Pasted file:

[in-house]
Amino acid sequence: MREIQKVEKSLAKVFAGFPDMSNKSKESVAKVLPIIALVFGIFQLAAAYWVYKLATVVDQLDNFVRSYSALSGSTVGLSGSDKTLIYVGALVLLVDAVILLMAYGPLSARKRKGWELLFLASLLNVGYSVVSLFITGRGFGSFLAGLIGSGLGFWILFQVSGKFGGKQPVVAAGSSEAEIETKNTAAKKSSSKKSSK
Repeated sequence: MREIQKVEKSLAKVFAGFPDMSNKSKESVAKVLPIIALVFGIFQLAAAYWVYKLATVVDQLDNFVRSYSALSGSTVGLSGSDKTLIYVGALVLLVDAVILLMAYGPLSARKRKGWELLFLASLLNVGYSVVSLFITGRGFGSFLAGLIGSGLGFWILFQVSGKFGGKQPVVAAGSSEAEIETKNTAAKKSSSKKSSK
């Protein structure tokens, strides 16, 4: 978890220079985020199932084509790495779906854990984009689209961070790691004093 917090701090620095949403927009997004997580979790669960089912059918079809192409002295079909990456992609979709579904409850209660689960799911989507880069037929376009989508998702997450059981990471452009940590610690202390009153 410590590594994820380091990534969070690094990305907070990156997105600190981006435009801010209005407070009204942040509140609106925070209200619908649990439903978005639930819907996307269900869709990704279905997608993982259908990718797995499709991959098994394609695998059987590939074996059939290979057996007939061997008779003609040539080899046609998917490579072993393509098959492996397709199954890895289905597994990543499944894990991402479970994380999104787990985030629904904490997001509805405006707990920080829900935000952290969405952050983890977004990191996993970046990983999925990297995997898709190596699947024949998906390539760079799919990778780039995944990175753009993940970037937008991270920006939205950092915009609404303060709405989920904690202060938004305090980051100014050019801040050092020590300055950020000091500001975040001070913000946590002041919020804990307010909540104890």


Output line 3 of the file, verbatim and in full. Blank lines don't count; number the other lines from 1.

Repeated sequence: MREIQKVEKSLAKVFAGFPDMSNKSKESVAKVLPIIALVFGIFQLAAAYWVYKLATVVDQLDNFVRSYSALSGSTVGLSGSDKTLIYVGALVLLVDAVILLMAYGPLSARKRKGWELLFLASLLNVGYSVVSLFITGRGFGSFLAGLIGSGLGFWILFQVSGKFGGKQPVVAAGSSEAEIETKNTAAKKSSSKKSSK